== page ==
South Clatsop County was hit hard in the 2007 storm and many felt cut off from the emergency response efforts based in Astoria.
Leaders have spent the last year becoming more prepared to cope with the next emergency.
In Cannon Beach, three new committees have been formed this year, in addition to its existing emergency preparedness committee.
One committee deals with post emergency recovery for the population's immediate needs; a second committee focuses on local shelters; and a third, or "resilience," committee is exploring how to rebuild the town, including a new "tsunami-resistant" city hall.
Until last December, when Cannon Beach lost electric power and had no access to telephones or roads in and out of the city, officials thought they knew what to expect. "We thought we were prepared," said City Manager Rich Mays.
The city's new "post emergency" committee is trying to determine what the population and emergency personnel may need as soon as disaster strikes.
"We don't know if we will have to take care of 10 people or 10,000 people," Mays said. "But we need to have food, water and shelter. We have to know where to store these supplies and how to make them available."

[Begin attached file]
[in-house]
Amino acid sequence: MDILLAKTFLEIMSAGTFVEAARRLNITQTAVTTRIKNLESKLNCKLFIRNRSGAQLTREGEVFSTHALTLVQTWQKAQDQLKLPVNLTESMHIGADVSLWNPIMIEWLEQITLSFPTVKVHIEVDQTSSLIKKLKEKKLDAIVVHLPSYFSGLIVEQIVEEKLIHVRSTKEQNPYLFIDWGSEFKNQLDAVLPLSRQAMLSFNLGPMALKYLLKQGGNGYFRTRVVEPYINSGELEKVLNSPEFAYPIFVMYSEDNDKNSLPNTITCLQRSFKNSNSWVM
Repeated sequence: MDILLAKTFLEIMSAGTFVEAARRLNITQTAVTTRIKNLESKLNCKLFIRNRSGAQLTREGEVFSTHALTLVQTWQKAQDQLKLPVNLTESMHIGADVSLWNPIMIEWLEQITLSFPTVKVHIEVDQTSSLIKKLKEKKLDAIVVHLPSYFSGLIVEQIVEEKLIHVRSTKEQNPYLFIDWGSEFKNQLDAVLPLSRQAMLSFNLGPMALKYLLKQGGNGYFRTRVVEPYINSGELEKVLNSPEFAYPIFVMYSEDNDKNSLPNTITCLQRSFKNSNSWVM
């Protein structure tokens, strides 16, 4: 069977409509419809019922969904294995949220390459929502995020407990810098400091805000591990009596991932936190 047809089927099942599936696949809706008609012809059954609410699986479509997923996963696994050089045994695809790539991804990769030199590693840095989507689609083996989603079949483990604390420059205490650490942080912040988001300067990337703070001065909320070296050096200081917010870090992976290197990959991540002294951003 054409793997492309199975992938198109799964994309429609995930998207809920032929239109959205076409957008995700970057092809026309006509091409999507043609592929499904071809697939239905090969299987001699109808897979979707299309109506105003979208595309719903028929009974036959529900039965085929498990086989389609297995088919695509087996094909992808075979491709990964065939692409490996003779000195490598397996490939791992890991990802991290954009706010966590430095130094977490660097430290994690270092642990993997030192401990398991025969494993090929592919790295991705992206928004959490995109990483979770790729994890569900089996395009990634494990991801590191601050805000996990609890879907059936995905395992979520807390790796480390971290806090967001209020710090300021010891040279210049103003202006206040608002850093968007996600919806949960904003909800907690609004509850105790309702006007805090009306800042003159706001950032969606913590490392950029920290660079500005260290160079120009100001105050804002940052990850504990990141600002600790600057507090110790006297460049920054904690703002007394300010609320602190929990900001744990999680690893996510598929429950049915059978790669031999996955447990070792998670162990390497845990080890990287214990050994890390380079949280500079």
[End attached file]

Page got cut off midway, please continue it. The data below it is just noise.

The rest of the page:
"Our biggest dilemma is shelter," Mays said. "We don't have any shelter that's (at a location) higher than an elevation of 51 feet. Should there be a tsunami or earthquake, we would have no shelters left. That could mean using portable shelters."
But where to put those tent shelters is another question, he added.
"How do you plan for a place that might be under water, or where trees have fallen or where the earth may be cracked?" Mays asked.
Mayor Jay Raskin, who is an architect, also is designing a "vertical evacuation" building where people could go in a disaster. The building, which could incorporate a new city hall, would be built high enough to provide a dry shelter even in a flood of 15 feet or more. The tsunami-resistant building could be built 15 feet off the ground, with parking or an area for a public market underneath and the city hall on the first floor.
An evacuation area also could be built on the roof, Raskin said. At 10,000 to 11,000 square feet, the building would be a little larger than the current 9,000-square-foot City Hall. In an emergency, it could hold about 2,500 people, he estimated.
Although "vertical evacuation" buildings exist in Japan, "there's not a single building in the United States designed for evacuation with this in mind," Raskin said. "This would be a first. This is good for Cannon Beach."
In Seaside, a local Tsunami Awareness Group, working with federal emergency funds directed to the city by Rep. David Wu, D-Ore., has gathered enough supplies to fill 120 barrels.
The barrels will last 20 people for three days. Five evacuation zones and several "safe" houses also have been established.
The group conducts preparation meetings in local neighborhoods that request them, and it has conducted emergency preparedness fairs at the Seaside Civic and Convention Center. A Community Emergency Response Team also is organized to help in all kinds of emergencies, and a group of ham radio operators offer frequent classes.